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Millions of COVID-19 shots to go to waste in the US as vaccine demand falls

And it's not easy to donate the shots to other countries either.

Millions of COVID-19 vaccine doses will go to waste in the upcoming weeks in the U.S. as the demand for vaccination has dipped, ABC News reported. Federal data shows that states received 720 million doses of vaccines of which only 570 million have been administered. 

The U.S. had been at the forefront while ordering vaccine doses at the beginning of the pandemic. However, its vaccination coverage, as a percentage of its population, is the lowest among any wealthy country, Gizmodo reported. At 66.6 percent, the U.S. ranks 62nd in the world, falling behind Sri Lanka, Nepal as well as Iran, which has managed to vaccinate 68.4 percent of its population. 

 Why aren't people in the U.S. taking the vaccine? 

Recently, health authorities in the U.S. approved the administration of the fourth dose for older individuals and those at high risk of contracting the infection. Last April when all adults became eligible for vaccination, almost two million people were getting their first doses every day. A year later, the number has reduced to a trickle, with only 50,000 people getting their shots across the entire country. 

The drop in vaccination rates is not only due to a slowdown in new infections but also due to vaccine hesitancy that authorities haven't been able to shake off with mandates, convenience as well as incentives, epidemiologists told ABC. The World Health Organization (WHO) also mentioned the 'infodemic' of misinformation and disinformation rampant in the country, which is keeping as many as 55 million people away from the protection offered by the vaccines.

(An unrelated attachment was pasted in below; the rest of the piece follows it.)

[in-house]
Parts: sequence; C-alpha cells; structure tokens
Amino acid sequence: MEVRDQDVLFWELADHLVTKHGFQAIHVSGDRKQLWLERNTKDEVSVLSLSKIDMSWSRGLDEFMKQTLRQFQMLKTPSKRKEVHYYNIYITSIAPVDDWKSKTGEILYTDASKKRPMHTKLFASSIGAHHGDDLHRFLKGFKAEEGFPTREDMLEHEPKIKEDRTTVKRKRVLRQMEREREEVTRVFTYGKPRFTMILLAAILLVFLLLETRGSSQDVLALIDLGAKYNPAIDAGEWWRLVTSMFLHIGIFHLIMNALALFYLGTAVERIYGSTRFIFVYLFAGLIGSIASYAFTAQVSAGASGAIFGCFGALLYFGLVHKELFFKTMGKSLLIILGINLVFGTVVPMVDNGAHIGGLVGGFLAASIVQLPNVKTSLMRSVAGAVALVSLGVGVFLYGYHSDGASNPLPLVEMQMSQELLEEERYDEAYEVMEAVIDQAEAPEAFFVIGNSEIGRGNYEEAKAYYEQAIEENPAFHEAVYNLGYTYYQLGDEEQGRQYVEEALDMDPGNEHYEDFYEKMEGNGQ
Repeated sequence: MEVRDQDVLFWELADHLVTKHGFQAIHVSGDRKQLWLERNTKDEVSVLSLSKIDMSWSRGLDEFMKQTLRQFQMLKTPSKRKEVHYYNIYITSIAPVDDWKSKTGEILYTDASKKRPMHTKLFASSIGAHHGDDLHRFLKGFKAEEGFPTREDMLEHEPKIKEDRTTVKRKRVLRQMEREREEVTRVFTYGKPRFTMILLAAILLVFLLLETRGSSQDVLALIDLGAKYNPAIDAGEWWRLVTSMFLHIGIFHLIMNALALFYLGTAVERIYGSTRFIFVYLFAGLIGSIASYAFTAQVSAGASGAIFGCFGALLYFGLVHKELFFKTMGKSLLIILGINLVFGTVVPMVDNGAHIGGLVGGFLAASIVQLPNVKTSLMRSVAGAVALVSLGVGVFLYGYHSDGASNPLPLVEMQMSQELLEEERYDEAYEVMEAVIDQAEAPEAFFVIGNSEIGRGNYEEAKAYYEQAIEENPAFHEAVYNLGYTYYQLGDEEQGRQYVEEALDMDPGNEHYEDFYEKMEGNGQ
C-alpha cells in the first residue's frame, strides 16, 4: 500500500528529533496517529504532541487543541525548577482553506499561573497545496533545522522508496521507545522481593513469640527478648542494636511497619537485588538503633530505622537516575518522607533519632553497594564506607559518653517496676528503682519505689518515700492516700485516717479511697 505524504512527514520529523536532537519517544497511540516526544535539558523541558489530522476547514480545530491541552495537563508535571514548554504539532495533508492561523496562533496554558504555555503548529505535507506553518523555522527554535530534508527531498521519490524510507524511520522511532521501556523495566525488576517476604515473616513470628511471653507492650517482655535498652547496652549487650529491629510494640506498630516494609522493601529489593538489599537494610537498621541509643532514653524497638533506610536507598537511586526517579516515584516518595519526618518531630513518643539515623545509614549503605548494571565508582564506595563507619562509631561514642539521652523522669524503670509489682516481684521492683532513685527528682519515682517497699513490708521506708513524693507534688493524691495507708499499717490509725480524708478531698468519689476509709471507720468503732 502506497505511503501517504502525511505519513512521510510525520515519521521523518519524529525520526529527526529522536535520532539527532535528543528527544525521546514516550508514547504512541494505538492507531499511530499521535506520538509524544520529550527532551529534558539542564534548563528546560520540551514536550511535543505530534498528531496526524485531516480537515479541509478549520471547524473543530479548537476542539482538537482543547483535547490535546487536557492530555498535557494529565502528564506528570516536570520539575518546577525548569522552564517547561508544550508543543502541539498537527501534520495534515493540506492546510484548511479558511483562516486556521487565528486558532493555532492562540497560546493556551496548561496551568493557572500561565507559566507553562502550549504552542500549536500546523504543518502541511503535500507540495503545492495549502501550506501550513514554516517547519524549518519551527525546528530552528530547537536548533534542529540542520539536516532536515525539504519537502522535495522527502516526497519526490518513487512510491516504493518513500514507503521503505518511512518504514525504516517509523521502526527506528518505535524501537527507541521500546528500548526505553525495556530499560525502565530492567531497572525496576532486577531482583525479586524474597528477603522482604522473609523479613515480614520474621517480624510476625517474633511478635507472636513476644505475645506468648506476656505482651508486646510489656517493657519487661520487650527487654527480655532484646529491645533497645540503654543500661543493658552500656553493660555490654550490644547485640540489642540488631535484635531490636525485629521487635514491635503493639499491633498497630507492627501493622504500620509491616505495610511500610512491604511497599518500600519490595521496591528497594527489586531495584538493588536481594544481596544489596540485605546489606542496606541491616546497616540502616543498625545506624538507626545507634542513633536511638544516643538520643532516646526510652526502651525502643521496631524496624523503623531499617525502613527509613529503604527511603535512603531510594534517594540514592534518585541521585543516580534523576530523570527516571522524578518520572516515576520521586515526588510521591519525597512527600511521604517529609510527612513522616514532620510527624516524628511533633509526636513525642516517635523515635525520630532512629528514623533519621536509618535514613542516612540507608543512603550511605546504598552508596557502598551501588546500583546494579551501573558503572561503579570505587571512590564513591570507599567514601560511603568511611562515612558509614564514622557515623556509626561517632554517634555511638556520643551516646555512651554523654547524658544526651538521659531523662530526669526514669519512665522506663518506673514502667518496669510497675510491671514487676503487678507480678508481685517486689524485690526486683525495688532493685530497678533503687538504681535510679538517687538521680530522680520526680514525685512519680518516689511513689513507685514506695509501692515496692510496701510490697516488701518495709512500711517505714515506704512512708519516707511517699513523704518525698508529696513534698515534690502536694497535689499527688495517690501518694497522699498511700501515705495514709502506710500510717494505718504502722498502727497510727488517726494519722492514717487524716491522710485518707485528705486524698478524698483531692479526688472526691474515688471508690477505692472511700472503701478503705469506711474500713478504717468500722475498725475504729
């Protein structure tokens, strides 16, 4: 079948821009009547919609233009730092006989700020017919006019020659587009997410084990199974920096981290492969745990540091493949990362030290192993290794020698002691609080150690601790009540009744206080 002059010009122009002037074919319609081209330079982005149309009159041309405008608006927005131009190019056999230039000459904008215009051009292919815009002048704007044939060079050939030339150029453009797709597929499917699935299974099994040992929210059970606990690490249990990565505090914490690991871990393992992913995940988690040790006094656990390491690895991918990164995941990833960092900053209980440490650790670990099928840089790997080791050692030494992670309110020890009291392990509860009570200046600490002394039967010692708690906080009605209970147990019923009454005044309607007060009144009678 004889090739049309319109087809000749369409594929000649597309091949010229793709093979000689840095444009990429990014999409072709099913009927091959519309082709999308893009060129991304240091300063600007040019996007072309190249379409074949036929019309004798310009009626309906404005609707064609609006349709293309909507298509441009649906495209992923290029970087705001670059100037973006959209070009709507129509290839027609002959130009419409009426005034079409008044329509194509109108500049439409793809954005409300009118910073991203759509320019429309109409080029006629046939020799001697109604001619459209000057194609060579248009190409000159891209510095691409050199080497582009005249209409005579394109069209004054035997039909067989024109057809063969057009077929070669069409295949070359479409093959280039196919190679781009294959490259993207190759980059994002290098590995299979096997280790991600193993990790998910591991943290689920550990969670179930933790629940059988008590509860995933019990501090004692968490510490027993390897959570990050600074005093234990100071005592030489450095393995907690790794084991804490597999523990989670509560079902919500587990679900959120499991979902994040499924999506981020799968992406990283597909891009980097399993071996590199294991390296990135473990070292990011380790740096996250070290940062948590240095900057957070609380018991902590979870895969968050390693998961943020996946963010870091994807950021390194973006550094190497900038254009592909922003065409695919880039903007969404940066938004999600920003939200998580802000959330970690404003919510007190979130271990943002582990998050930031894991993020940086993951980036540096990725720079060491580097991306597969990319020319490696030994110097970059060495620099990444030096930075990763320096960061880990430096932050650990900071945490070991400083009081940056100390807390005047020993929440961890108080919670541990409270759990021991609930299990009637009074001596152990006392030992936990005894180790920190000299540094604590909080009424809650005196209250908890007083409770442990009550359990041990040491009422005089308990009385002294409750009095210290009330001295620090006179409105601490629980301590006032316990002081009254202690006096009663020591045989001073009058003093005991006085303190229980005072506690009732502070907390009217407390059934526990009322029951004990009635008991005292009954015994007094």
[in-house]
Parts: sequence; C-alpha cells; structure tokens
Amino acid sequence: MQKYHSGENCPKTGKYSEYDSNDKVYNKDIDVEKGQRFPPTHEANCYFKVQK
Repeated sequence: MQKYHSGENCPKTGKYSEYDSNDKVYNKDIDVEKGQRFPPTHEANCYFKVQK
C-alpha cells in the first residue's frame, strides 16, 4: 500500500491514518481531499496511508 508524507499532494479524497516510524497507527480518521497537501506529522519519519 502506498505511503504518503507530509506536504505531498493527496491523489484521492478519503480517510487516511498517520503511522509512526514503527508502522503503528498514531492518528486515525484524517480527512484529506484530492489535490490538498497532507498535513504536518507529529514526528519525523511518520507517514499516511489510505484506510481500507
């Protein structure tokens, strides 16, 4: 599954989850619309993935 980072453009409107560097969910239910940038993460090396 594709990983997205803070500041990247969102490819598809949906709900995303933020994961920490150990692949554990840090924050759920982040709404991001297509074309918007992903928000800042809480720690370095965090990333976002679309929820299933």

Experts believe that those who have stayed away from vaccination so far are unlikely to change their minds now, and the doses ordered for them by the government will make their way to the dump. 

Can anything be done to prevent wastage? 

Vaccine doses are delivered with set expiry dates and most of the doses that were supplied over the last year are nearing their expiry dates now. States such as North Carolina have already seen 1.7 million vaccine doses wasted, while 760,000vaccine doses in Oregon were designated as non-viable after crossing their expiry dates or being spoiled due to improper storage or opening. 

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While vaccine wastage is not an unexpected phenomenon, when dealing with large-scale vaccinations, the U.S. did order doses far exceeding the demand for them. Where possible, vaccines are being redistributed within the states to ensure that doses with longer expiry are retained while those with shorter expiry are used first. Alternatively, the regulatory body could test to determine if the expiry dates of these doses can be extended and the vaccinations used at latter time. 

U.S. Congress has not been able to secure the funding required to ship the doses to other countries where the population awaits their first dose of COVID-19 vaccines. The proposal, while pragmatic, raises further questions with regards to vaccine authorizations by the drug adminstration in the recipient country as well as how the country will administer the second dose of the vaccine regimen. 

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The situation throws light on the privilege rich nations enjoyed at beginning of the pandemic, while poorer nations have had to battle the pandemic without them. For the pandemic to end, vaccine use needs to be widespread and equitable. 

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